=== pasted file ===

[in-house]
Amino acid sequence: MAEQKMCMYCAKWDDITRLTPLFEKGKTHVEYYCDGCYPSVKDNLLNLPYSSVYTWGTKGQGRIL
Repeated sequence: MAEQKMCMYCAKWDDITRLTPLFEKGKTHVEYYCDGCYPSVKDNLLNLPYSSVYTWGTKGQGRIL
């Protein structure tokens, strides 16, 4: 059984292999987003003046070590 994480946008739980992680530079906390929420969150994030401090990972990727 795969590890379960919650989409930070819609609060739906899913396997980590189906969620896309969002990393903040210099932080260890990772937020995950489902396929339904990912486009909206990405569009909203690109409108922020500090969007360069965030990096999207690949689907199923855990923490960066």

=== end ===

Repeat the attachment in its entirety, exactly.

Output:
[in-house]
Amino acid sequence: MAEQKMCMYCAKWDDITRLTPLFEKGKTHVEYYCDGCYPSVKDNLLNLPYSSVYTWGTKGQGRIL
Repeated sequence: MAEQKMCMYCAKWDDITRLTPLFEKGKTHVEYYCDGCYPSVKDNLLNLPYSSVYTWGTKGQGRIL
């Protein structure tokens, strides 16, 4: 059984292999987003003046070590 994480946008739980992680530079906390929420969150994030401090990972990727 795969590890379960919650989409930070819609609060739906899913396997980590189906969620896309969002990393903040210099932080260890990772937020995950489902396929339904990912486009909206990405569009909203690109409108922020500090969007360069965030990096999207690949689907199923855990923490960066």